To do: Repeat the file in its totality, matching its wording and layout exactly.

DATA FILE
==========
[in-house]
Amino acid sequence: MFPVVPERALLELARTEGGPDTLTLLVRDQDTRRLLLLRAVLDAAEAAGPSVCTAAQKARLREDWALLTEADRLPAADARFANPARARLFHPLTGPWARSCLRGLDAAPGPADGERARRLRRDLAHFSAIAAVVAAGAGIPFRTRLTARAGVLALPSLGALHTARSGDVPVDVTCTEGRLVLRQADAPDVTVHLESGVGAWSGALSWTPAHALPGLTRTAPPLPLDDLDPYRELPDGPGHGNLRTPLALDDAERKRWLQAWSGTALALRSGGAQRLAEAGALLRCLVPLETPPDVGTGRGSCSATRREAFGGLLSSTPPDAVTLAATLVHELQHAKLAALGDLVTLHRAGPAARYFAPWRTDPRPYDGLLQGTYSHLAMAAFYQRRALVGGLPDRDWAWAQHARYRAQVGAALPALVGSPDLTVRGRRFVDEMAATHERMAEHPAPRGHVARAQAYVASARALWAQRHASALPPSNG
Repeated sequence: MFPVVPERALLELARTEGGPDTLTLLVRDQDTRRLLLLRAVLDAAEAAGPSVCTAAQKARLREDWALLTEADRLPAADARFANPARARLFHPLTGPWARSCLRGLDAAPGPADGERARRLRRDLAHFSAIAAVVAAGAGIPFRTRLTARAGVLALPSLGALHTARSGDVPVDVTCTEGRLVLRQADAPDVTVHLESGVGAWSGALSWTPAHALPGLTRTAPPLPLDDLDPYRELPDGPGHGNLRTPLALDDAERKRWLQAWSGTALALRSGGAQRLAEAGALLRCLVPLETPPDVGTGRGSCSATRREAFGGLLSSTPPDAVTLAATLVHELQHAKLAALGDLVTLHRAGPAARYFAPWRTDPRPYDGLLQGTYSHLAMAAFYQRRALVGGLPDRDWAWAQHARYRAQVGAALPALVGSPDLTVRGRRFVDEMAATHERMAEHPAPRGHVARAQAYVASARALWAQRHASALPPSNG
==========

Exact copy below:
[in-house]
Amino acid sequence: MFPVVPERALLELARTEGGPDTLTLLVRDQDTRRLLLLRAVLDAAEAAGPSVCTAAQKARLREDWALLTEADRLPAADARFANPARARLFHPLTGPWARSCLRGLDAAPGPADGERARRLRRDLAHFSAIAAVVAAGAGIPFRTRLTARAGVLALPSLGALHTARSGDVPVDVTCTEGRLVLRQADAPDVTVHLESGVGAWSGALSWTPAHALPGLTRTAPPLPLDDLDPYRELPDGPGHGNLRTPLALDDAERKRWLQAWSGTALALRSGGAQRLAEAGALLRCLVPLETPPDVGTGRGSCSATRREAFGGLLSSTPPDAVTLAATLVHELQHAKLAALGDLVTLHRAGPAARYFAPWRTDPRPYDGLLQGTYSHLAMAAFYQRRALVGGLPDRDWAWAQHARYRAQVGAALPALVGSPDLTVRGRRFVDEMAATHERMAEHPAPRGHVARAQAYVASARALWAQRHASALPPSNG
Repeated sequence: MFPVVPERALLELARTEGGPDTLTLLVRDQDTRRLLLLRAVLDAAEAAGPSVCTAAQKARLREDWALLTEADRLPAADARFANPARARLFHPLTGPWARSCLRGLDAAPGPADGERARRLRRDLAHFSAIAAVVAAGAGIPFRTRLTARAGVLALPSLGALHTARSGDVPVDVTCTEGRLVLRQADAPDVTVHLESGVGAWSGALSWTPAHALPGLTRTAPPLPLDDLDPYRELPDGPGHGNLRTPLALDDAERKRWLQAWSGTALALRSGGAQRLAEAGALLRCLVPLETPPDVGTGRGSCSATRREAFGGLLSSTPPDAVTLAATLVHELQHAKLAALGDLVTLHRAGPAARYFAPWRTDPRPYDGLLQGTYSHLAMAAFYQRRALVGGLPDRDWAWAQHARYRAQVGAALPALVGSPDLTVRGRRFVDEMAATHERMAEHPAPRGHVARAQAYVASARALWAQRHASALPPSNG